Feb. 9, 2012 at 1:06 PM ET
Google is preparing to launch a cloud-storage service called Drive soon, according to one report. Drive will allow users to store files online and retrieve them from multiple devices — just as they might with existing services, such as Dropbox.
According to a report by the Wall Street Journal's Amir Efrati, "people familiar with the matter" explained that Drive should launch "in the coming weeks or months" and is expected to be free (though a fee will be charged if someone wants to store "a large amount of files").
Based on the way the service Efrati describes Drive, the folks at Dropbox — a popular cloud-storage provider — have a good reason to get nervous. After all, Google is about to become a clear rival:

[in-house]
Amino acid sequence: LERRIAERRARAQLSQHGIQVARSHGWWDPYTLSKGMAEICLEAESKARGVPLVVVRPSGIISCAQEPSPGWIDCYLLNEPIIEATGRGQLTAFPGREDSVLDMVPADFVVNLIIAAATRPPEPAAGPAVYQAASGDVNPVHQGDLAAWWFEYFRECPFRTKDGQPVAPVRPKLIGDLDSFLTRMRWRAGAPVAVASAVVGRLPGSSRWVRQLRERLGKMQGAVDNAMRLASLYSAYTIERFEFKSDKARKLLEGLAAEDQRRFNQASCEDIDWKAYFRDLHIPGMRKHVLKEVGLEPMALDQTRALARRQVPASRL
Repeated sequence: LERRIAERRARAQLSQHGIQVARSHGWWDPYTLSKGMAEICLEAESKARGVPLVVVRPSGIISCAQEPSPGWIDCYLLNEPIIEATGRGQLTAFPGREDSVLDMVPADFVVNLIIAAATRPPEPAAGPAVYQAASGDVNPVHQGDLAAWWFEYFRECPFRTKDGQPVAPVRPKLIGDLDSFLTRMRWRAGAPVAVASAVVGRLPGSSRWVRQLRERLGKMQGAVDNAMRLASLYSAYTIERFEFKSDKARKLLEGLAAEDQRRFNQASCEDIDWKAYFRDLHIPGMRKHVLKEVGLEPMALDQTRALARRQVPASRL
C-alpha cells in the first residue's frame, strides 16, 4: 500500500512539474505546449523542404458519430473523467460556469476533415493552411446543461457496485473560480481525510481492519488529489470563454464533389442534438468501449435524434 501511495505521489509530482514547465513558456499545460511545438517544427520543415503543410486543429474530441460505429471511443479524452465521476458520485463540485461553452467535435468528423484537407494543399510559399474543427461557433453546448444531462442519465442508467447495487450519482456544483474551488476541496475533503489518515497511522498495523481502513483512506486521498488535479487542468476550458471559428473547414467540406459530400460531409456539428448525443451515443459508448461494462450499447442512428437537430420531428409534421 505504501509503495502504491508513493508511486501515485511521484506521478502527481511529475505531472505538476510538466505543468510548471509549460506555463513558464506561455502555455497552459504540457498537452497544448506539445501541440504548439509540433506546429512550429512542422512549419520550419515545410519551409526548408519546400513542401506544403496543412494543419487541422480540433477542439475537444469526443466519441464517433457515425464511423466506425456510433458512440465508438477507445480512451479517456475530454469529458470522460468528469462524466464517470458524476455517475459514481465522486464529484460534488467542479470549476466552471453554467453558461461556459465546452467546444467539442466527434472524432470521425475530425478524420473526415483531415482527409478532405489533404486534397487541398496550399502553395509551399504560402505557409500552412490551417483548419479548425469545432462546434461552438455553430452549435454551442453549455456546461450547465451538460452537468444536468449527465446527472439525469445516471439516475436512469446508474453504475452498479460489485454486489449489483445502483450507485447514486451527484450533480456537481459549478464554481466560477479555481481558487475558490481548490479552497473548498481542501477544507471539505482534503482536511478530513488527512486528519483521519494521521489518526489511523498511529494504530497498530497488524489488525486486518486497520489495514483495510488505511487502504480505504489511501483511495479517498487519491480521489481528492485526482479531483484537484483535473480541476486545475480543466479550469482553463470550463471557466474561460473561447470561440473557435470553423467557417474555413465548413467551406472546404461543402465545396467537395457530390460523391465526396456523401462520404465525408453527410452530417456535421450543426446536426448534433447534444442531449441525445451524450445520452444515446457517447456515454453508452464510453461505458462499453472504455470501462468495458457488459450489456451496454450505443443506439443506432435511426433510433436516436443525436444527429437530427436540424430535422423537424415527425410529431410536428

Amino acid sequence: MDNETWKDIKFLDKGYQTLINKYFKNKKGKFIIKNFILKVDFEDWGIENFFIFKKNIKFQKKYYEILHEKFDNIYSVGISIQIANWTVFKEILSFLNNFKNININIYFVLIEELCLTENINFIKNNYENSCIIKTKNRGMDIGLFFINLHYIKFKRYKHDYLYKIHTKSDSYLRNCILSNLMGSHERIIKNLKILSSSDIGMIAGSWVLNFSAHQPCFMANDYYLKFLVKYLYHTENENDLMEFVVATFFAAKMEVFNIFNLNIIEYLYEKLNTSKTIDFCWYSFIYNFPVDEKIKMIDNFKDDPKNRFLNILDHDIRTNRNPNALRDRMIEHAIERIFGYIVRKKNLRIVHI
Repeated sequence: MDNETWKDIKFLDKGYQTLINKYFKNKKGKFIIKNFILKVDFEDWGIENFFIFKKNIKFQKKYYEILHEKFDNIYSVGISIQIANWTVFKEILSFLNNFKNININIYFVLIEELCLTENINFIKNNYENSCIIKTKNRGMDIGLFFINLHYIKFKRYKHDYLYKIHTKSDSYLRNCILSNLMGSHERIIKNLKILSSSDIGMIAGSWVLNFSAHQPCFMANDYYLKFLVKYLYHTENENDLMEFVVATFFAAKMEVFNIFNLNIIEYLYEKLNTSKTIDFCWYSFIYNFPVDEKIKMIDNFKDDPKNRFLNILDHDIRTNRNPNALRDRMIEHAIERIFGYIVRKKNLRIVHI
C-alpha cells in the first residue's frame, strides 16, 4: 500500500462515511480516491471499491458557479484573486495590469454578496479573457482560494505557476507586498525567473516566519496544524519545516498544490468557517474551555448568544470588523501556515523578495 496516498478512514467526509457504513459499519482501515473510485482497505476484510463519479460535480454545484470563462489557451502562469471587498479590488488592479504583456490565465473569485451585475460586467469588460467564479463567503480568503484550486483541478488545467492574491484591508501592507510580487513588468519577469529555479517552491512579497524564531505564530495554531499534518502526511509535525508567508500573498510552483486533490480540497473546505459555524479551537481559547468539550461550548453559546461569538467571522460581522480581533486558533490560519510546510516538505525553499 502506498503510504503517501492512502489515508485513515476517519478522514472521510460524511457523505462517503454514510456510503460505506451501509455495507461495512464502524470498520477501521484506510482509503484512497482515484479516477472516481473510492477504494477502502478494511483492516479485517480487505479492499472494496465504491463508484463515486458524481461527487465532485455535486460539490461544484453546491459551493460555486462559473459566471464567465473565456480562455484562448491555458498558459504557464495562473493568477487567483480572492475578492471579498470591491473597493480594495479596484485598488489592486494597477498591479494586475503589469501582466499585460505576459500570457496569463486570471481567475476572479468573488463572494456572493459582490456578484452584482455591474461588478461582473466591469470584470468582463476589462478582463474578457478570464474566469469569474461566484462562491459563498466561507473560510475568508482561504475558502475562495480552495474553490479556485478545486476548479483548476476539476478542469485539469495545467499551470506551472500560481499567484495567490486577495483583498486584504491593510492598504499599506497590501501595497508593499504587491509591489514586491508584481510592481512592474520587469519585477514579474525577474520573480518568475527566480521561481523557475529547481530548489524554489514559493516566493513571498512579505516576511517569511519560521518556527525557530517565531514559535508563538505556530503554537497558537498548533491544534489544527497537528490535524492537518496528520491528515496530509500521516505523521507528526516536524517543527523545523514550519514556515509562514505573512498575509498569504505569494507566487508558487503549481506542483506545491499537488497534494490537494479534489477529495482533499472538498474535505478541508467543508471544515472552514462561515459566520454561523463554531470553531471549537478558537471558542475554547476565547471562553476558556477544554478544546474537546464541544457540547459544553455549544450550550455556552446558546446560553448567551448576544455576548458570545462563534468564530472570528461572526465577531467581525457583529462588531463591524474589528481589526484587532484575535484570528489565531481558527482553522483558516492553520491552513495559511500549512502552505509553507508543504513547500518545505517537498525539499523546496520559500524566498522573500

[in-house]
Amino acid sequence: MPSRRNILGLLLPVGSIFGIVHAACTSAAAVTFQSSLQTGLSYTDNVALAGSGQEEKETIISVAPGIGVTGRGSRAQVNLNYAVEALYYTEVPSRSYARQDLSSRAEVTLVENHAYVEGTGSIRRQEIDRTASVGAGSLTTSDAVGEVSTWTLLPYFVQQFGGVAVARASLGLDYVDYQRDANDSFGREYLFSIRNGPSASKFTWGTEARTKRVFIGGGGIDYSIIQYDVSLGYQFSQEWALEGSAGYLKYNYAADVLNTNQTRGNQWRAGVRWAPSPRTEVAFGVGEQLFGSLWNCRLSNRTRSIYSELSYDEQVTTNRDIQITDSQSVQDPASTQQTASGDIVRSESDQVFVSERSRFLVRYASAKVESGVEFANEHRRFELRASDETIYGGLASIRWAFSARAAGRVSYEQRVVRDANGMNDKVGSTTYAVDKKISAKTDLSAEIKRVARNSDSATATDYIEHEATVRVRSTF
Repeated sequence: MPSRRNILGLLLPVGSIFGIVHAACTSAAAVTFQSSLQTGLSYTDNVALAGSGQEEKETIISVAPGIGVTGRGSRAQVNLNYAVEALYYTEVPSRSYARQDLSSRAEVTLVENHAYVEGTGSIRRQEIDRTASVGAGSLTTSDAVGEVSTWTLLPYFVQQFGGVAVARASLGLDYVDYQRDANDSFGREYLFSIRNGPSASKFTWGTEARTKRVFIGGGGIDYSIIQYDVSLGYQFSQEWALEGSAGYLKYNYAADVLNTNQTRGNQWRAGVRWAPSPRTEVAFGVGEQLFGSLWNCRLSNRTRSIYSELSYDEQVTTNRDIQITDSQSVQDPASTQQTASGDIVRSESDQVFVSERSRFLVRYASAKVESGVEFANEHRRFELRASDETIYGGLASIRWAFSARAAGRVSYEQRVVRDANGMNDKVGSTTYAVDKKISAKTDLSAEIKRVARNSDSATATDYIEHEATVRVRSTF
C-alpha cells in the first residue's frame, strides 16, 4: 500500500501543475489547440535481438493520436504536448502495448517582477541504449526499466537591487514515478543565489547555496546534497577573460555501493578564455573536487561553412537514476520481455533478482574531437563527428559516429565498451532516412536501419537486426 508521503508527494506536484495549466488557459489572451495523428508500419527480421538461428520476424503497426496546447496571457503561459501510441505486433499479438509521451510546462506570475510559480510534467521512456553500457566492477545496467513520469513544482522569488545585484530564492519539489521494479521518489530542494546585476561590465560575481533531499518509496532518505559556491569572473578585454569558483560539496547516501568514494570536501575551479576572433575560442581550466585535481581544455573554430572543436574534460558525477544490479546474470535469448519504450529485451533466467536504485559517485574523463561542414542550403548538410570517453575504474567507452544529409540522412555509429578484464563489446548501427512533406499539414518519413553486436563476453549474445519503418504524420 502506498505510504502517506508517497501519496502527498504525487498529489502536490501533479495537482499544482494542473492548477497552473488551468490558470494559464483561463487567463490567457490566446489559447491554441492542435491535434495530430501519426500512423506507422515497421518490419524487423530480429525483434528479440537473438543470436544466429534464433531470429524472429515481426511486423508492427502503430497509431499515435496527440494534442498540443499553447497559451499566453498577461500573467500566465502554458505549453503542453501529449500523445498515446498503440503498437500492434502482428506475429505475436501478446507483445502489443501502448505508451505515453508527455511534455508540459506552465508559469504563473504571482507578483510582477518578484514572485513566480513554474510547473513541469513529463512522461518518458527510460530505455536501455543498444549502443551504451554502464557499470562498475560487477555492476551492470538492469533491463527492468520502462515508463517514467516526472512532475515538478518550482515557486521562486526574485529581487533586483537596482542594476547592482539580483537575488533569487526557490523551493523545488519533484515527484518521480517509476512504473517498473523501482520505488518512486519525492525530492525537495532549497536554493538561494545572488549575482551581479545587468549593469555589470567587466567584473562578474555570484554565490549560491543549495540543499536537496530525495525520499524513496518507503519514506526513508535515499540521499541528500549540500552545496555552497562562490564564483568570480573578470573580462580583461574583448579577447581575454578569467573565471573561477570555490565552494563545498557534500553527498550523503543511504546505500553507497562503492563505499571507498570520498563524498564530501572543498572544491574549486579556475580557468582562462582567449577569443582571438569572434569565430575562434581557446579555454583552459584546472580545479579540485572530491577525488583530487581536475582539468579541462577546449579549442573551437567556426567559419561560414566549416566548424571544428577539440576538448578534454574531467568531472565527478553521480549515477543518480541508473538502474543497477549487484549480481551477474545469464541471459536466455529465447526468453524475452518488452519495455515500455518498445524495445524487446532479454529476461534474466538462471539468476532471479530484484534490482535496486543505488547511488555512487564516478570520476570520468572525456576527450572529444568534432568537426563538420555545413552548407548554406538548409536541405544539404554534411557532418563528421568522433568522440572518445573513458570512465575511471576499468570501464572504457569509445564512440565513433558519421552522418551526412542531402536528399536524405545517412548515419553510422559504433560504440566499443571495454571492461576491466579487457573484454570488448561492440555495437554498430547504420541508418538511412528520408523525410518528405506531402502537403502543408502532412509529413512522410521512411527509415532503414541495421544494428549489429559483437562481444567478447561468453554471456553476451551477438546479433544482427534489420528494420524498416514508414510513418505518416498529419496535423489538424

Drive allows people to store photos, documents and videos on Google's servers so that they could be accessible from any Web-connected device and allows them to easily share the files with others, these people said. If a person wants to email a video shot from a smartphone, for instance, he can upload it to the Web through the Drive mobile app and email people a link to the video rather than a bulky file.
Of course, Dropbox isn't the only one who is about to gain another competitor. Apple's iCloud service is also quite similar to what Google reportedly intends to offer. We'll see how all those rivalries will play out once Drive is official, but one thing is for certain: All the added competition is bound to lead to better — and cheaper — cloud-storage options for consumers.
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